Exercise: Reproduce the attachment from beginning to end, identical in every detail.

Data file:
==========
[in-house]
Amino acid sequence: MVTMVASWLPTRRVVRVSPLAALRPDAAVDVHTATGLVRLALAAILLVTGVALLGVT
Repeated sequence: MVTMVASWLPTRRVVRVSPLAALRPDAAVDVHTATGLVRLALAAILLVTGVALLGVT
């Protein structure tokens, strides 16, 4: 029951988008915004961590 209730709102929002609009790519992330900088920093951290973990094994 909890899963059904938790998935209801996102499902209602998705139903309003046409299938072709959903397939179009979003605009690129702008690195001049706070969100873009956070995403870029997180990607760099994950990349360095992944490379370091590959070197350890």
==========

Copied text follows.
[in-house]
Amino acid sequence: MVTMVASWLPTRRVVRVSPLAALRPDAAVDVHTATGLVRLALAAILLVTGVALLGVT
Repeated sequence: MVTMVASWLPTRRVVRVSPLAALRPDAAVDVHTATGLVRLALAAILLVTGVALLGVT
């Protein structure tokens, strides 16, 4: 029951988008915004961590 209730709102929002609009790519992330900088920093951290973990094994 909890899963059904938790998935209801996102499902209602998705139903309003046409299938072709959903397939179009979003605009690129702008690195001049706070969100873009956070995403870029997180990607760099994950990349360095992944490379370091590959070197350890």